United States: IRS Proposes Regulations On 457(f) Plans For Tax-Exempt Employers

It took only 9 years since first announcing its intention to issue regulations, but the IRS has finally issued proposed regulations for deferred compensation arrangements sponsored by tax-exempt and governmental employers.  These special deferred compensation rules, which apply in addition to the deferred compensation rules in Internal Revenue Code (“Code”) Section 409A, are embodied in Code Section 457.  This alert focuses on how the proposed regulations would affect tax-exempt (rather than governmental) employers under “ineligible” 457(f) deferred compensation plans.  Employers typically use 457(f) plans to provide deferred compensation to executives above IRS limits that apply to tax-qualified plans and Section 457(b) “eligible” deferred compensation plans.  Using a 457(f) arrangement has the benefit of having no limit on the amount of deferred compensation provided (subject to other concerns such as the intermediate sanction rules).  However, Section 457(f) taxes the deferred compensation when it is no longer subject to a substantial risk of forfeiture - i.e., when the compensation becomes vested.

The good news for sponsors of these plans is that there are no major surprises in the proposed regulations.  As expected, the new 457(f) regulations borrow concepts and definitions heavily from the final regulations under Code Section 409A, which will, in most cases, allow 457(f) plans that also are subject to Section 409A to comply without the need for a set of different provisions for each Code Section.  This alert will discuss some of the highlights of the proposed regulations.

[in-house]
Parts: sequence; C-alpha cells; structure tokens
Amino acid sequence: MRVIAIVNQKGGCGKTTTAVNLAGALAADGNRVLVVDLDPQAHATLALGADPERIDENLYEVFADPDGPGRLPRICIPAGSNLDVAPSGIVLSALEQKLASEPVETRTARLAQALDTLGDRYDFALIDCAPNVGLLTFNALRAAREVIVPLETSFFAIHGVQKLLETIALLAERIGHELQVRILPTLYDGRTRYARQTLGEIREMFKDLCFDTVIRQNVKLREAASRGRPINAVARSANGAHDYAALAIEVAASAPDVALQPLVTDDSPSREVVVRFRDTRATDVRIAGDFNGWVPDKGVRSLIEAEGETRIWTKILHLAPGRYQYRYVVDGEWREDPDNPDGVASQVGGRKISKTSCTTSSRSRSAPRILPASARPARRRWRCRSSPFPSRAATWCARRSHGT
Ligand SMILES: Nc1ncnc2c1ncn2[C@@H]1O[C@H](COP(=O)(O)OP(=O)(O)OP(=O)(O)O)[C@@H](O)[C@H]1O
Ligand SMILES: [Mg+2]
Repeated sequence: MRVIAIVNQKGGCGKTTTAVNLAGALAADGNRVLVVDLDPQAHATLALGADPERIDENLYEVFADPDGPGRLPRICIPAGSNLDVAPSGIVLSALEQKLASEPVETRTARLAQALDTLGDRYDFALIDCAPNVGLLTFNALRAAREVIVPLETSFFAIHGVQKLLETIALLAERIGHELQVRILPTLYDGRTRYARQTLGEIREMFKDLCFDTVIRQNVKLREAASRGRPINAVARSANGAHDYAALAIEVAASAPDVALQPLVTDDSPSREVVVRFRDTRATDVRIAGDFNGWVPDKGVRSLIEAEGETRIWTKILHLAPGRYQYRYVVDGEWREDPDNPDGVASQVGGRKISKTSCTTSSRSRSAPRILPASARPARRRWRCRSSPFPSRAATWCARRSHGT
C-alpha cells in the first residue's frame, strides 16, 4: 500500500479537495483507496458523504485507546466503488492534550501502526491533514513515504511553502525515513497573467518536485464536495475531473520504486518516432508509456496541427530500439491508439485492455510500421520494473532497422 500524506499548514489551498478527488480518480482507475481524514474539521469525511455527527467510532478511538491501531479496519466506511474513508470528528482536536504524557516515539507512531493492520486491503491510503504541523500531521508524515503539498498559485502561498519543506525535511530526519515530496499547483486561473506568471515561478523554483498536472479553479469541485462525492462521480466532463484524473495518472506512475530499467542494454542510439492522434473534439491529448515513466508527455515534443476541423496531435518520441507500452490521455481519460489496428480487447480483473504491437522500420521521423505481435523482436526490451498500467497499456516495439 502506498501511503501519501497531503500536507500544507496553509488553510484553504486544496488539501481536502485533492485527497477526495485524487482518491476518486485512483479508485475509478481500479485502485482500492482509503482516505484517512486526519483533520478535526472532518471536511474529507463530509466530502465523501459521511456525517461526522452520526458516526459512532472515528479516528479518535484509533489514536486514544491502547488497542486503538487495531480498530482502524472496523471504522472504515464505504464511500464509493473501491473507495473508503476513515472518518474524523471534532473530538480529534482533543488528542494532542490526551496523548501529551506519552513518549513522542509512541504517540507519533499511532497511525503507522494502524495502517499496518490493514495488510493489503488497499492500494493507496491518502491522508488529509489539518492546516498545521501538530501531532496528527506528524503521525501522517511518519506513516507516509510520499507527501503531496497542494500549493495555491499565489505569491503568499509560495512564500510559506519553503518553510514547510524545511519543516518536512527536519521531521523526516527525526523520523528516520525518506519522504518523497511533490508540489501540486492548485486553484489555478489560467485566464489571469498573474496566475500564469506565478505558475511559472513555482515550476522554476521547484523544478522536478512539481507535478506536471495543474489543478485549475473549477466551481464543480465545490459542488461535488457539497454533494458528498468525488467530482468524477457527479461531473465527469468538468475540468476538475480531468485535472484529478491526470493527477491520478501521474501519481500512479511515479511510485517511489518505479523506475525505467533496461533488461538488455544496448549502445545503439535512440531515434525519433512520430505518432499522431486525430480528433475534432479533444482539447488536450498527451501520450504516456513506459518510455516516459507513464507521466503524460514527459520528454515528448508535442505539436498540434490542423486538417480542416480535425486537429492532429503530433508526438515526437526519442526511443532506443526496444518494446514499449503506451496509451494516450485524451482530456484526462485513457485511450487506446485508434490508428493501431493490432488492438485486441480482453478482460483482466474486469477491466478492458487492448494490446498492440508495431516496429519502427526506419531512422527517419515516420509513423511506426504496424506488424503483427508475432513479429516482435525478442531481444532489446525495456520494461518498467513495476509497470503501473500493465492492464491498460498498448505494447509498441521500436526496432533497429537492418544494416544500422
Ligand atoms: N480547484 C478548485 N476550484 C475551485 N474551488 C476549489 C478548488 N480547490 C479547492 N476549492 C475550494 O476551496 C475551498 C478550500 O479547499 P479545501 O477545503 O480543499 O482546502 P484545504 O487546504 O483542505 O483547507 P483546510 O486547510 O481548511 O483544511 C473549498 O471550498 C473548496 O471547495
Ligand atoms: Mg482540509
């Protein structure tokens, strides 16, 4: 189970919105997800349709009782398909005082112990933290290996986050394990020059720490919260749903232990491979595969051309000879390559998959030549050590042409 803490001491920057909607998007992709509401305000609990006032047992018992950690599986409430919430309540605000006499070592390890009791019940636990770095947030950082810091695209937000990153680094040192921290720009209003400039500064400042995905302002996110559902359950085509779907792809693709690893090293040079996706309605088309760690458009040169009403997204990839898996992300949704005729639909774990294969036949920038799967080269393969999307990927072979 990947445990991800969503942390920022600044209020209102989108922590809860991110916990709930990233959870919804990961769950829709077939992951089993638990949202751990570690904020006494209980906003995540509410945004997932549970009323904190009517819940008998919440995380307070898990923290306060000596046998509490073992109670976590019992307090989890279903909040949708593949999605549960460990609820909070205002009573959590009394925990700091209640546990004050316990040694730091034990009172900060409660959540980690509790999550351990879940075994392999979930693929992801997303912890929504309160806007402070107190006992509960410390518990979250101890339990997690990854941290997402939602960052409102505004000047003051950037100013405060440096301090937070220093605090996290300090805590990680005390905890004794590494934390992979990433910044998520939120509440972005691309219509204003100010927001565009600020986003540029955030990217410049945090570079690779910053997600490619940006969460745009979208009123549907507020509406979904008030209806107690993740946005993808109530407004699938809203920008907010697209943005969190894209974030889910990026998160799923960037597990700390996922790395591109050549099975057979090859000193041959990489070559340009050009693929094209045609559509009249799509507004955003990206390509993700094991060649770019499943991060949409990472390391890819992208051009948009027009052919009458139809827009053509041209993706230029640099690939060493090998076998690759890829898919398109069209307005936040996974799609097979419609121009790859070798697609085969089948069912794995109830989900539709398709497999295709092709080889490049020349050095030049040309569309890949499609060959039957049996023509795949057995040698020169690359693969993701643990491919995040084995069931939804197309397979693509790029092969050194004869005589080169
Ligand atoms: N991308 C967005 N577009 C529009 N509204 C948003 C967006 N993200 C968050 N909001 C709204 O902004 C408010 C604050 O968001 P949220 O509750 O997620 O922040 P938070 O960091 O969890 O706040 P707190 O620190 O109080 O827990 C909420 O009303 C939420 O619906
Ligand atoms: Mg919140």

What plans are subject to Section 457(f)?

The proposed regulations define what is “deferred compensation” subject to 457(f).  Consistent with the Section 409A regulations, a plan provides for Section 457 “deferred compensation” if a participant has a legally binding right to compensation that, under the terms of the plan, is or may be payable in a later taxable year, subject to the following exceptions:  

  • Short-term deferrals:  Similar to Section 409A, an arrangement that requires payments to be made within 2˝ months after the end of the year in which vesting occurs is exempt from Section 457(f) as a short-term deferral.  One important distinction from Section 409A is that, for 457(f) purposes, broader rules regarding substantial risk of forfeiture (described below) apply instead of the narrow Section 409A definition.
  • Bona fide severance pay plans:  Bona fide severance pay plans also are exempt from Section 457(f), and the proposed 457 regulations adopt terms similar to the Section 409A exemption for severance pay plans, including allowing Section 409A “good reason” terminations to be treated as involuntary terminations.  However, unlike the 409A regulations, the proposed 457 regulations do not limit the amount of severance to twice the annual limit under Code Section 401(a)(17) - currently $265,000.
  • Bona fide sick leave and vacation leave plans:  A sick or vacation leave plan is treated as “bona fide” if the primary purpose of the plan is to provide employees with paid time off for sickness, vacation, or other personal reasons.  For better or worse, the proposed regulations do not clarify when a carryover or cash-out feature for unused vacation or leave time may impact the plan's “bona fide” status, an issue that has been of significant concern to tax-exempt employers.
  • Death and Disability Plans:  For disability plans, the proposed 457 regulations adopt the definition of “disability” from the Section 409A regulations.
  • Recurring part-year compensation:  The most common example of this compensation applies to teachers who are paid over the course of the entire year but only work during the 10-month school year.  The 457 exemption applies if the arrangement does not defer payment of any amount to a date beyond the last day of the 13th month following the first day of the service period for which the recurring part-year compensation is paid, and the amount of the recurring part-year compensation does not exceed the annual compensation limit under Code Section 401(a)(17).

Substantial Risk of Forfeiture under Section 457(f)